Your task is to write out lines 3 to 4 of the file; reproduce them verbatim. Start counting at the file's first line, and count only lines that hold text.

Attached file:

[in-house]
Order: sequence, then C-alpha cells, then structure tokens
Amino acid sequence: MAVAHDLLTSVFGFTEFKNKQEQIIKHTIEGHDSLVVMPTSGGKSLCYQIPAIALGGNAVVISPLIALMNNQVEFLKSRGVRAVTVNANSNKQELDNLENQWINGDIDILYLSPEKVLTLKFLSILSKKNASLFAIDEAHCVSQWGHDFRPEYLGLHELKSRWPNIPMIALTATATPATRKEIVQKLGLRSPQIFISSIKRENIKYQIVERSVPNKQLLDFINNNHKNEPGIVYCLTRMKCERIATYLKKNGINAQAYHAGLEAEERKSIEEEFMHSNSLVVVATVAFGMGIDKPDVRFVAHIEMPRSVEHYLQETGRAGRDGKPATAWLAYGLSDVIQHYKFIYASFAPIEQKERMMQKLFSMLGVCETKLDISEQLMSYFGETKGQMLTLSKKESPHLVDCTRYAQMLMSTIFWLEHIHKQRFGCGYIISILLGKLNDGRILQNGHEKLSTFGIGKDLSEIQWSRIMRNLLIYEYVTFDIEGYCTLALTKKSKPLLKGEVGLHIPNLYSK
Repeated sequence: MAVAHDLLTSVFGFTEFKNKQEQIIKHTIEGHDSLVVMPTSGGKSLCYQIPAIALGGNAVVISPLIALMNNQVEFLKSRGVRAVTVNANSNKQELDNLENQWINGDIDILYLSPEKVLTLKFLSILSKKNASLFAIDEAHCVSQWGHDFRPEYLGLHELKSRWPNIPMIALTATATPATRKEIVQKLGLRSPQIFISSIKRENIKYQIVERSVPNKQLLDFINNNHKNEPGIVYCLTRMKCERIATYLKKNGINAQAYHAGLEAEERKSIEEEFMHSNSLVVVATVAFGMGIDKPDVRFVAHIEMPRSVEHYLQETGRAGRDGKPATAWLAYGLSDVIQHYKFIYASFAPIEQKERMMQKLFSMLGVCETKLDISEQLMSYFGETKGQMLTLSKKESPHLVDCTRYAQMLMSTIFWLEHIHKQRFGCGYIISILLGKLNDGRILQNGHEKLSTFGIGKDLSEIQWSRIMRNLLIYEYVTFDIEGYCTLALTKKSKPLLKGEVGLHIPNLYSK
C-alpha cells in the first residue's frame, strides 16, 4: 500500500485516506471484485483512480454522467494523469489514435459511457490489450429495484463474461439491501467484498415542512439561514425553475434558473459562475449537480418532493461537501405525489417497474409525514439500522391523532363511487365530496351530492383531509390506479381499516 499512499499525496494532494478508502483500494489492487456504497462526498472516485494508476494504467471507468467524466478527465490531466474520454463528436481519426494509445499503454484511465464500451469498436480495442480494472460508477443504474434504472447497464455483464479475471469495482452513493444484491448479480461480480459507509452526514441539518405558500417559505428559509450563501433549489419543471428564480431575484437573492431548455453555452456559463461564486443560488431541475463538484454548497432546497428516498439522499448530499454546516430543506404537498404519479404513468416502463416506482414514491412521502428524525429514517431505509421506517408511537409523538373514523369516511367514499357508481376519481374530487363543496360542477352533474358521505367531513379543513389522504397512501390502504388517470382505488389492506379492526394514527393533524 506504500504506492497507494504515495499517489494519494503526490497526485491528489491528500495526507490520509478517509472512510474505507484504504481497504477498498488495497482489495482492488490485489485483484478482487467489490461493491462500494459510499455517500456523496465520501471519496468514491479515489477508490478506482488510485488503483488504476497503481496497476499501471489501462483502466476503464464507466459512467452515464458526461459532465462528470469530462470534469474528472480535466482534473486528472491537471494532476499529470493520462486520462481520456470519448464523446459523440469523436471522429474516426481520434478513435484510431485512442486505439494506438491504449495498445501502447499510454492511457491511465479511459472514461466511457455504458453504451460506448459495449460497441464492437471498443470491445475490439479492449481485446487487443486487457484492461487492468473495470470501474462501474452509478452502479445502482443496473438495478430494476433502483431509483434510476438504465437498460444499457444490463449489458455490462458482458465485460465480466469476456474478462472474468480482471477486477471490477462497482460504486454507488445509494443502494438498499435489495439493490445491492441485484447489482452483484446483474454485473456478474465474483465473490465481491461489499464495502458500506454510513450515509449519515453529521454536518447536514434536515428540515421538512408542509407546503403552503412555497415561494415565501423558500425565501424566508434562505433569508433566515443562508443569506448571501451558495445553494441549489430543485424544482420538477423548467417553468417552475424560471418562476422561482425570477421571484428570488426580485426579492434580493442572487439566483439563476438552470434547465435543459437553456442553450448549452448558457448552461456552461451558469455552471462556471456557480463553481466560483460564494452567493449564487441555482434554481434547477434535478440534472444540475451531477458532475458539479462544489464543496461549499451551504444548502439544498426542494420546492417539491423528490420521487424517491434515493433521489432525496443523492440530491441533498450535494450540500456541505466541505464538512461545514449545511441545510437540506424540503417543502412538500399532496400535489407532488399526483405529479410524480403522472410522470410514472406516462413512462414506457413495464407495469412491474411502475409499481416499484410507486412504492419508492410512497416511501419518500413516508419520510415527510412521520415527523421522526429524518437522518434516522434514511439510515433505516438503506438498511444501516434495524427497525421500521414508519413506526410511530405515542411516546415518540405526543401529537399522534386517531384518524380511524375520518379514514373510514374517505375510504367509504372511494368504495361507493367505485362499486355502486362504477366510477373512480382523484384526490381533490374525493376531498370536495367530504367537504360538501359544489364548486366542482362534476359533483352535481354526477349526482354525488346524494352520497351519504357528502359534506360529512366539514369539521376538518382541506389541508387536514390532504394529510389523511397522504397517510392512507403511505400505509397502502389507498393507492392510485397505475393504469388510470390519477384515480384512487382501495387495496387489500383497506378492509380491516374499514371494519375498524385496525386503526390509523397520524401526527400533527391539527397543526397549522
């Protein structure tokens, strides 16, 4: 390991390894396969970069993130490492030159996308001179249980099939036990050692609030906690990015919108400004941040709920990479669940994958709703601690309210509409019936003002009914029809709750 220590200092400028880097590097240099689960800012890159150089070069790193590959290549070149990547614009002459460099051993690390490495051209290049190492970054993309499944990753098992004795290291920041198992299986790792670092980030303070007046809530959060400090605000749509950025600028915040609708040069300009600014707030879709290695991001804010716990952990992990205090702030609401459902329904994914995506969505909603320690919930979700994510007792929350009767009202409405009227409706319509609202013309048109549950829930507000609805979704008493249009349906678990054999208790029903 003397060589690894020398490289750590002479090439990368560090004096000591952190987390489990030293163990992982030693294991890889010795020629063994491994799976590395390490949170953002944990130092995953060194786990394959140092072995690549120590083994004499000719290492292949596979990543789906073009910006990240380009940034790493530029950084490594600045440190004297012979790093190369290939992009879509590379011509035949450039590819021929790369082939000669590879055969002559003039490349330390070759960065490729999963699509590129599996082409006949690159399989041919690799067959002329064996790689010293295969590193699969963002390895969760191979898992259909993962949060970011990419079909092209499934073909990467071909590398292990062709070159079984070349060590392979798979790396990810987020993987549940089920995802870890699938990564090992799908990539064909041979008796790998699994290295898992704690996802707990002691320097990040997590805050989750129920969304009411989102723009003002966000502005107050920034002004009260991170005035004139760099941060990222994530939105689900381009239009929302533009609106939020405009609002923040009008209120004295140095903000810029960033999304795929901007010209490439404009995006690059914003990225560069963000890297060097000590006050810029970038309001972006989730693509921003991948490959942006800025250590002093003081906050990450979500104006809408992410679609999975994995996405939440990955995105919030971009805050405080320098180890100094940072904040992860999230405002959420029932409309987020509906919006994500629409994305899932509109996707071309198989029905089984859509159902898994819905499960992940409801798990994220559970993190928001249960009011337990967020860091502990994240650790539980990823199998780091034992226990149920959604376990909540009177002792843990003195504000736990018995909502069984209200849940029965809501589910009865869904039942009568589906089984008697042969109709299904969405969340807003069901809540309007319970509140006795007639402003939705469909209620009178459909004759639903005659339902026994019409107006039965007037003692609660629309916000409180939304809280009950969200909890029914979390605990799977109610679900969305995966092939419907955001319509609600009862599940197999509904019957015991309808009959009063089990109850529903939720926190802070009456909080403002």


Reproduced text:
Amino acid sequence: MAVAHDLLTSVFGFTEFKNKQEQIIKHTIEGHDSLVVMPTSGGKSLCYQIPAIALGGNAVVISPLIALMNNQVEFLKSRGVRAVTVNANSNKQELDNLENQWINGDIDILYLSPEKVLTLKFLSILSKKNASLFAIDEAHCVSQWGHDFRPEYLGLHELKSRWPNIPMIALTATATPATRKEIVQKLGLRSPQIFISSIKRENIKYQIVERSVPNKQLLDFINNNHKNEPGIVYCLTRMKCERIATYLKKNGINAQAYHAGLEAEERKSIEEEFMHSNSLVVVATVAFGMGIDKPDVRFVAHIEMPRSVEHYLQETGRAGRDGKPATAWLAYGLSDVIQHYKFIYASFAPIEQKERMMQKLFSMLGVCETKLDISEQLMSYFGETKGQMLTLSKKESPHLVDCTRYAQMLMSTIFWLEHIHKQRFGCGYIISILLGKLNDGRILQNGHEKLSTFGIGKDLSEIQWSRIMRNLLIYEYVTFDIEGYCTLALTKKSKPLLKGEVGLHIPNLYSK
Repeated sequence: MAVAHDLLTSVFGFTEFKNKQEQIIKHTIEGHDSLVVMPTSGGKSLCYQIPAIALGGNAVVISPLIALMNNQVEFLKSRGVRAVTVNANSNKQELDNLENQWINGDIDILYLSPEKVLTLKFLSILSKKNASLFAIDEAHCVSQWGHDFRPEYLGLHELKSRWPNIPMIALTATATPATRKEIVQKLGLRSPQIFISSIKRENIKYQIVERSVPNKQLLDFINNNHKNEPGIVYCLTRMKCERIATYLKKNGINAQAYHAGLEAEERKSIEEEFMHSNSLVVVATVAFGMGIDKPDVRFVAHIEMPRSVEHYLQETGRAGRDGKPATAWLAYGLSDVIQHYKFIYASFAPIEQKERMMQKLFSMLGVCETKLDISEQLMSYFGETKGQMLTLSKKESPHLVDCTRYAQMLMSTIFWLEHIHKQRFGCGYIISILLGKLNDGRILQNGHEKLSTFGIGKDLSEIQWSRIMRNLLIYEYVTFDIEGYCTLALTKKSKPLLKGEVGLHIPNLYSK